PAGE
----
assume that upward velocity is positive.use the chain rule For to express differentialequationas a function of altithe tuderatherthan time. dV :: dt -kA where Z: the temperature the body ("C).r dt r9 of your final computedvolume and verifying that it rs consistentwith the evaporation rate. : time (hr)..determine the other flows. at ( a n d : t h ec a r t h ' s a d i u s = 6 .l-5 Newton's law oicooling saysthat the temperature a of body changes a rateproportionalto the differencebetween at its temperature that of the surrounding and medium (the ambient temperature).1 the casewhere drag is negligible. |. Use Euler's method to of computethe temperature from I : 0 to l0 min using a step sizeof I min if I. l.. that a sphericaldroplet of liquid evaporates at l.1mm/min andthat thedropletinitially hasa radiusof 3 mm.000m using a stepof 10. er-:..4.O. 3 7 x 1 0 6 t . Suppose arnbienttemperature that a cup of coft-ee originally has a temperature 68 'C.-*-*L*-i FIGURE I. use a forcebalanceto derive a ditlerential equationfor velocity as a function of time that utilizes this more complete representation gravitation. rvhere volume 1mm3). Recall that the chain rule is du dt du d-r d.16 Afluid is pumpedinto the networkshownin Fig.5min.1 mr/s. -s. (d) UseEuler's rnethodto obtain a numericalsolutionfrom r : 0 to 100..6... Assess validity oi your resultsby determiningthe radius the b o. (1.000m where the initial velocity is 1400m/s upward. Assume that ft : 0. lf 0.r : 0.However. lbr this derivaof tion.Compareyor. andQo: 0.8 rn/sr).: 0.2. of k : the proportionalityconstant(per minute). r : time (rnin). : T") at (c) Use calculusto obtain the closed form solution where u = u. k : the evapol'ation V: t rate(mm/hr).r (in m) at measured upward fronr thc earth'ssurfacetm/s2).PROBLEMS where g(r) : gravitationalacceleration altitude.$ .rr result u ith the analytical solr"rtion. l{ Suppose a ratethat is proportionalto its surfacearea.8). and 7. : 2l "C and ft : 0. (b.I6 P i ilr*?-i=-i--I iri:. dT -k(T -. : ths ("C). : 0.. Use Euler's method conrputethe volume of the droplet from I : 0 to to l0 min using a step size of 0.017/min.l "i "i "'i t'ili i-.gtO) : gravitational acceleration the earth'ssurface(! 9.Qt:O.at. R r m (a) In a fashionsimilar to the derivationof Eq. P1. and A : surface area 1mmr).2.16.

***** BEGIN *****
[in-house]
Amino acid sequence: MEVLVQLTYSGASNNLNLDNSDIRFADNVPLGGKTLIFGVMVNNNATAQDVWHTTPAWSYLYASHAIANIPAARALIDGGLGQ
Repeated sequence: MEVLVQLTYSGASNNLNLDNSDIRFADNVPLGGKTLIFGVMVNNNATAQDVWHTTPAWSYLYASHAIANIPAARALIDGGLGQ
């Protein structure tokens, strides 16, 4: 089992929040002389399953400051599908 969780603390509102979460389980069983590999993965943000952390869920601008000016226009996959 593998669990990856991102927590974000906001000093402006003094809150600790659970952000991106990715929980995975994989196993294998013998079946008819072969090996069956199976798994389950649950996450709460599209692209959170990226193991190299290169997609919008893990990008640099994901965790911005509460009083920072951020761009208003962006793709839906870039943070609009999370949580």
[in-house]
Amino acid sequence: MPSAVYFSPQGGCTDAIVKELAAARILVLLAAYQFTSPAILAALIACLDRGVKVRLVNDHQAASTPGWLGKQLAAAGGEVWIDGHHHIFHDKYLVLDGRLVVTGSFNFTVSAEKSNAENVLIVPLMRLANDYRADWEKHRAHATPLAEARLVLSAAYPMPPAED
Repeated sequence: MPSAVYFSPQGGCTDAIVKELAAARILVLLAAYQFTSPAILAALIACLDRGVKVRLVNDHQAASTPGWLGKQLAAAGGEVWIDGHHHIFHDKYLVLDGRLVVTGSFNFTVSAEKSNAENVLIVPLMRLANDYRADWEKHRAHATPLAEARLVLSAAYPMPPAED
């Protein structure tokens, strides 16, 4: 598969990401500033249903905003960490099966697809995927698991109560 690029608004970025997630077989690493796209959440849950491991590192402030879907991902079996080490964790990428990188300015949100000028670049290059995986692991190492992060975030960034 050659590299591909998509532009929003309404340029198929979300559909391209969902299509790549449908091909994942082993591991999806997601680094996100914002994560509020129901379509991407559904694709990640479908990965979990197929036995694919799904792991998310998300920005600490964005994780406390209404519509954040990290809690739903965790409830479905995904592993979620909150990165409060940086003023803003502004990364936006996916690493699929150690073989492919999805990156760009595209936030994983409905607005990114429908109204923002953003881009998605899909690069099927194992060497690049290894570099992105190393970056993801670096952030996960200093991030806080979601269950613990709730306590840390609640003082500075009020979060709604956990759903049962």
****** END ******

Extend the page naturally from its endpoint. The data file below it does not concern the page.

\ iiEi. .1 CHAPTER OBJECTIVES chapter to providean introductiorr overviewof is and The primaryobjective o1'this modeis usedto implcmentinteractive cornputations.4+'" .. (kg/m). thc irs.: a dragcoefl'icient the to tion can alsobe rearranged computethe dragcoefficicnt m8 ut (2.. wher-e : ternrinal velocity(nr/s).. a YOU'VE GOT A PROBLEM n Chap. . the colon ope'rator'. l. Llnderstanding priority rulcsfirr constructing undcrstanding ol'built-in lr-rnctions how you can lcarntnore and Gaininga gencral a b o u t h e mw i t h M A ' I ' L A B ' sH e l p f a c i l i t i e s .. I 20 ffi=?N . we usctlir firrcebalance detcrnrine tcrminalvelocityof a fiec-falling to the I je o h j e c ll i k c i r h L r r r g cu r n p c r . I T tsi V t.f zr'+ 4_ %. .--and thc mathernatical cxpre-ssions. Lcarninghow realancl cornplex nurrrbcrs assigned variables are to are valuesusingsinrpleussignrnent. how MATLAB's calculator Specificobjectives and topicscovered are ' .q: gravilational accelerertion r.p.l i.this equaand t'.Asidefrom prcdicting terminalvelocity..m : mass(kg).r. Fundomentols MATLAB 2.:cand 1oq1.l l'ttnctitlns.t (m/s'). uE-1 5t %I zl x+ = . to on Learninghow to usc vectors crcirtc sinrplclinc plot basecl an equation. . Learninghow vectors and matrices assigned .piic:.